“We’re gratified that we’re enabling a gathering of some of the best legal minds in the country to focus on an issue that defines us a country,” said FFRF Co-President Annie Laurie Gaylor. “The belief that the United States is a ‘Christian nation’ is unfortunately a common and dangerous misconception.”
A Texan-sized secular researcher
And we hailed the setting up of a new secular studies professorship at the University of Texas at Austin that will focus on the growing segment of the U.S. population adhering to a secular worldview, thanks to a generous gift from Brian Bolton, a stalwart FFRF supporter. “Now, the best public university in an immensely important state has a researcher focusing on a woefully neglected segment of the population,” Annie Laurie remarked. FFRF is officially named on Brian’s agreement with UT-Austin as a future consultant.
A number of victories
We notched up some victories during a hectic week. A Texas public school district will properly charge a religious ministry for the use of its property after we advised it to do so. And a West Virginia city council replaced a routine prayer before meetings with a secular alternative following our complaint. “In response to a letter from a religious freedom organization, Wheeling City Council will shift to secular prayers before opening meetings,” reports the local paper.
Humanist scholar who focuses on race is on “Freethought Matters”
On our television show this week, we interview a distinguished humanist scholar whose work has often focused on race. Anthony B. Pinn, a professor of humanities and religion at Rice University and the author of several books, says on the show: “Humanism has an obligation to think in terms of quality of life, to address the issues that prevent communities from living fully. Within the context of the United States, one of those undeniable issues is the issue of race.” Find out where you can see the show on Sunday. Or you can always catch it on our YouTube channel.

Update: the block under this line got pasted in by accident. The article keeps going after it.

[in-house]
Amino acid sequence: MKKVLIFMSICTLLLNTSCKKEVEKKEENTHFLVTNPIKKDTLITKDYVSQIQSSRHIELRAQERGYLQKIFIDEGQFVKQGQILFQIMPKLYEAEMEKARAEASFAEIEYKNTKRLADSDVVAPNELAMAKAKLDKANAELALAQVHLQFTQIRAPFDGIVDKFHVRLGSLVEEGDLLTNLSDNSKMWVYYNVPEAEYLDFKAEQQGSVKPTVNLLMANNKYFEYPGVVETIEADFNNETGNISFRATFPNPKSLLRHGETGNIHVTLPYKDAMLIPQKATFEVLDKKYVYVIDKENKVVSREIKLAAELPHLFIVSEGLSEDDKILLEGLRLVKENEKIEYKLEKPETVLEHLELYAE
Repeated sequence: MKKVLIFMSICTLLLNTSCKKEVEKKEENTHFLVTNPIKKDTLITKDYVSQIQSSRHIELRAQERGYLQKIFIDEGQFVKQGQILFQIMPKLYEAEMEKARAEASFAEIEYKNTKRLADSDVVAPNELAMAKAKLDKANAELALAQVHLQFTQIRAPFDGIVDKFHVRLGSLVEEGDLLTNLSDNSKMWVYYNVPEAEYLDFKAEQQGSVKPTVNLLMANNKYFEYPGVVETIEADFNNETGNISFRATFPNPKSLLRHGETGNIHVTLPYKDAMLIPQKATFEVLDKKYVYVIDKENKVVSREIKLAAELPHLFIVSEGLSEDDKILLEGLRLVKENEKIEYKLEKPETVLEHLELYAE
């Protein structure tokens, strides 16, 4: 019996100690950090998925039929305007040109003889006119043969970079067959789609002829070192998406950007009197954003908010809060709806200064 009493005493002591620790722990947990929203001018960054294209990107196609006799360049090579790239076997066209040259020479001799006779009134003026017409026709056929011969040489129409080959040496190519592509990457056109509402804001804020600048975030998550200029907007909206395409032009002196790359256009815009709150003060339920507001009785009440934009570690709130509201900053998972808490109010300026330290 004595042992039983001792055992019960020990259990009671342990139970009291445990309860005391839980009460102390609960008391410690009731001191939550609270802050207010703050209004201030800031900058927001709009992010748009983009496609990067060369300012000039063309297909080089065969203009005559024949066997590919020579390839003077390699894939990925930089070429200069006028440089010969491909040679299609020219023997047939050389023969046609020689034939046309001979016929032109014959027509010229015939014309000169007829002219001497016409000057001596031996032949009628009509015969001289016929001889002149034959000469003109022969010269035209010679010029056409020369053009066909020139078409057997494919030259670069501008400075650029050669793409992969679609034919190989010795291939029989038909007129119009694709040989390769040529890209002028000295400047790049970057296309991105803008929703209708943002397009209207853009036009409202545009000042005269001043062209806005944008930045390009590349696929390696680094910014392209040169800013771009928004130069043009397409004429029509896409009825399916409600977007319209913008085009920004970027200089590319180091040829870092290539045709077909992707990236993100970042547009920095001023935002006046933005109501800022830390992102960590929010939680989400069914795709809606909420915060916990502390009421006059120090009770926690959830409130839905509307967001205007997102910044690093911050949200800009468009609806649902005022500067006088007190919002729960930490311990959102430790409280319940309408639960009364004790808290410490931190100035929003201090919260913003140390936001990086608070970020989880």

Secular questioning of presidential candidates
The Iowa caucuses are just around the corner, so what better time to have Iowa freethinking activist Justin Scott on our “Ask an Atheist” Facebook Live feature? Justin has made a name for himself asking tough questions on secular issues to presidential candidates visiting his home state, and he talks about all that with Dan and FFRF Director of Strategic Response Andrew Seidel in person right here in our studio.
Our homage to a freethinking legislative pioneer
We also paid tribute to a freethinking legislative pioneer: Pete Stark, who died on Jan. 24, was the only “out” atheist in Congress of his generation. Stark received FFRF’s Emperor Has No Clothes Award, reserved for public figures who make known their dissent from religion, in 2010. You can listen to his acceptance speech here.
Whether we’re protesting theocratic officials or fondly remembering freethinking ones, we’re able to do it all only because of you.